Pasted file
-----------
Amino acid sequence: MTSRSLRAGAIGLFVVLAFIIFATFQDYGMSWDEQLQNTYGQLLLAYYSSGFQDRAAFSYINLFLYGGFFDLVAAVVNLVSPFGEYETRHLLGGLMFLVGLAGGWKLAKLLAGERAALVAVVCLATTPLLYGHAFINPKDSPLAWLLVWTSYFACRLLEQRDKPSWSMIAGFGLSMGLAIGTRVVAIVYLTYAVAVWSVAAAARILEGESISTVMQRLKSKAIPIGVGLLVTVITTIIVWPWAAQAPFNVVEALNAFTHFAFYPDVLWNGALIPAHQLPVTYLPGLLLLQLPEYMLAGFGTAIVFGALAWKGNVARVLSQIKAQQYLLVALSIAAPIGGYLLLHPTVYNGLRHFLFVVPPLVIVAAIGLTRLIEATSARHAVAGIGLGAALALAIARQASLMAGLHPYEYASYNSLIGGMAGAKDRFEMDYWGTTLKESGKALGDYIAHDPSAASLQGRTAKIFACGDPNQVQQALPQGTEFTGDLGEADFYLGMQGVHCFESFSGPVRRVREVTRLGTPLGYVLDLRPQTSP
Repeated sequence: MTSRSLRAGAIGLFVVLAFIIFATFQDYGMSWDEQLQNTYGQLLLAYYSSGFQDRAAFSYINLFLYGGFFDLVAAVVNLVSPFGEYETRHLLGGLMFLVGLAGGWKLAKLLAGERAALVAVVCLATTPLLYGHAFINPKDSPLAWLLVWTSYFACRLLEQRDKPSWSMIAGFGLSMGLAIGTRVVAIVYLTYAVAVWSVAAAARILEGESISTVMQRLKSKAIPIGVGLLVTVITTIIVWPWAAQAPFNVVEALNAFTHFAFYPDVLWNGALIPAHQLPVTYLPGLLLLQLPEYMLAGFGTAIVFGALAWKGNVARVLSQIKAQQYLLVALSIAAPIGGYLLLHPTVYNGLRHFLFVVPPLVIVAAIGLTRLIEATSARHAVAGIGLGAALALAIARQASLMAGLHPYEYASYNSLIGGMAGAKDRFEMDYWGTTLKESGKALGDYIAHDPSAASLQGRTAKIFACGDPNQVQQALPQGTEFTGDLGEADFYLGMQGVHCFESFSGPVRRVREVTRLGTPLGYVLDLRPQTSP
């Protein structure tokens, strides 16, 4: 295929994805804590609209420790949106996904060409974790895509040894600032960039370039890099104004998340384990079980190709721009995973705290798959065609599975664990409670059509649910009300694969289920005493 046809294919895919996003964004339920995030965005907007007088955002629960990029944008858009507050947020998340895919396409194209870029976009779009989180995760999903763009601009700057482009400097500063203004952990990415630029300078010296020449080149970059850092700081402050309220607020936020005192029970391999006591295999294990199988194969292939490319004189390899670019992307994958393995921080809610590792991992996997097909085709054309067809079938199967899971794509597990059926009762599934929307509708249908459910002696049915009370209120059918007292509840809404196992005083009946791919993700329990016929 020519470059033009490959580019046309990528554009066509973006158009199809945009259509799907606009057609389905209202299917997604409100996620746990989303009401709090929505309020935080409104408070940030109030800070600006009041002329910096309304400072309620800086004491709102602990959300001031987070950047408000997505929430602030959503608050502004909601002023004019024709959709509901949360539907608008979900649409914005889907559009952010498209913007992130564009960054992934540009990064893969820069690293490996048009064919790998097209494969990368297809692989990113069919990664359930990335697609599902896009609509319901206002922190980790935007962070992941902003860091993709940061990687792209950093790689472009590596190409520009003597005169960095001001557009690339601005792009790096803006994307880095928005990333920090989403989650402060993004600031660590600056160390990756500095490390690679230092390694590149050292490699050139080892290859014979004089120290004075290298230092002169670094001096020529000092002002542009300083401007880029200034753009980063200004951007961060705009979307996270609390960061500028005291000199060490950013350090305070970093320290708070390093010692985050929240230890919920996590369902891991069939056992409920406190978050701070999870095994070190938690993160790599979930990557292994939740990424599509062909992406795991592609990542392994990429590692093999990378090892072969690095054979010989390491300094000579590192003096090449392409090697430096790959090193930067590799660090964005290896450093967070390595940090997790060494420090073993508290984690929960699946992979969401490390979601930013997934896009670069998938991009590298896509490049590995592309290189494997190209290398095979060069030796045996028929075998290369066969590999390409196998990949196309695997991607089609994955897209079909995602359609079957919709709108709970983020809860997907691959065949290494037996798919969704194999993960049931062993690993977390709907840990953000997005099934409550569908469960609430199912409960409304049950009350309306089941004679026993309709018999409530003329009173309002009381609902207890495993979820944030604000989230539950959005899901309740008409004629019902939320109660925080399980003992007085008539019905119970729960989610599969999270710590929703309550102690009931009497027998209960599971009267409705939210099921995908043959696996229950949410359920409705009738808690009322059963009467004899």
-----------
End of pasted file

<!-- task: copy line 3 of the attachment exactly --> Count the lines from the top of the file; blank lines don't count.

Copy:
């Protein structure tokens, strides 16, 4: 295929994805804590609209420790949106996904060409974790895509040894600032960039370039890099104004998340384990079980190709721009995973705290798959065609599975664990409670059509649910009300694969289920005493 046809294919895919996003964004339920995030965005907007007088955002629960990029944008858009507050947020998340895919396409194209870029976009779009989180995760999903763009601009700057482009400097500063203004952990990415630029300078010296020449080149970059850092700081402050309220607020936020005192029970391999006591295999294990199988194969292939490319004189390899670019992307994958393995921080809610590792991992996997097909085709054309067809079938199967899971794509597990059926009762599934929307509708249908459910002696049915009370209120059918007292509840809404196992005083009946791919993700329990016929 020519470059033009490959580019046309990528554009066509973006158009199809945009259509799907606009057609389905209202299917997604409100996620746990989303009401709090929505309020935080409104408070940030109030800070600006009041002329910096309304400072309620800086004491709102602990959300001031987070950047408000997505929430602030959503608050502004909601002023004019024709959709509901949360539907608008979900649409914005889907559009952010498209913007992130564009960054992934540009990064893969820069690293490996048009064919790998097209494969990368297809692989990113069919990664359930990335697609599902896009609509319901206002922190980790935007962070992941902003860091993709940061990687792209950093790689472009590596190409520009003597005169960095001001557009690339601005792009790096803006994307880095928005990333920090989403989650402060993004600031660590600056160390990756500095490390690679230092390694590149050292490699050139080892290859014979004089120290004075290298230092002169670094001096020529000092002002542009300083401007880029200034753009980063200004951007961060705009979307996270609390960061500028005291000199060490950013350090305070970093320290708070390093010692985050929240230890919920996590369902891991069939056992409920406190978050701070999870095994070190938690993160790599979930990557292994939740990424599509062909992406795991592609990542392994990429590692093999990378090892072969690095054979010989390491300094000579590192003096090449392409090697430096790959090193930067590799660090964005290896450093967070390595940090997790060494420090073993508290984690929960699946992979969401490390979601930013997934896009670069998938991009590298896509490049590995592309290189494997190209290398095979060069030796045996028929075998290369066969590999390409196998990949196309695997991607089609994955897209079909995602359609079957919709709108709970983020809860997907691959065949290494037996798919969704194999993960049931062993690993977390709907840990953000997005099934409550569908469960609430199912409960409304049950009350309306089941004679026993309709018999409530003329009173309002009381609902207890495993979820944030604000989230539950959005899901309740008409004629019902939320109660925080399980003992007085008539019905119970729960989610599969999270710590929703309550102690009931009497027998209960599971009267409705939210099921995908043959696996229950949410359920409705009738808690009322059963009467004899």